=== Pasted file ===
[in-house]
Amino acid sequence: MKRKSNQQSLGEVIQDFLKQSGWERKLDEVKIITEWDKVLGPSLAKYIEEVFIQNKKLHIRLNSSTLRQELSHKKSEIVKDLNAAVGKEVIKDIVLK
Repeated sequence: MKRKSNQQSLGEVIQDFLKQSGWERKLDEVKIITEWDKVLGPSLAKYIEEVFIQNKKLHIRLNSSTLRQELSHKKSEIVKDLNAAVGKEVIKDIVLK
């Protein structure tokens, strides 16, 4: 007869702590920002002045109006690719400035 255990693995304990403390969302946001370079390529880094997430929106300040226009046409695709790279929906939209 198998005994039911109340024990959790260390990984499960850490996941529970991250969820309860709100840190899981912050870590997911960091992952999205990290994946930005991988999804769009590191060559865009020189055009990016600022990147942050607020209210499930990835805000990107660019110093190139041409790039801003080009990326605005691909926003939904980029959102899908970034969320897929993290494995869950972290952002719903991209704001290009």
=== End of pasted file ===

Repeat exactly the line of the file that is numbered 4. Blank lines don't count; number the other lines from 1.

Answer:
């Protein structure tokens, strides 16, 4: 007869702590920002002045109006690719400035 255990693995304990403390969302946001370079390529880094997430929106300040226009046409695709790279929906939209 198998005994039911109340024990959790260390990984499960850490996941529970991250969820309860709100840190899981912050870590997911960091992952999205990290994946930005991988999804769009590191060559865009020189055009990016600022990147942050607020209210499930990835805000990107660019110093190139041409790039801003080009990326605005691909926003939904980029959102899908970034969320897929993290494995869950972290952002719903991209704001290009």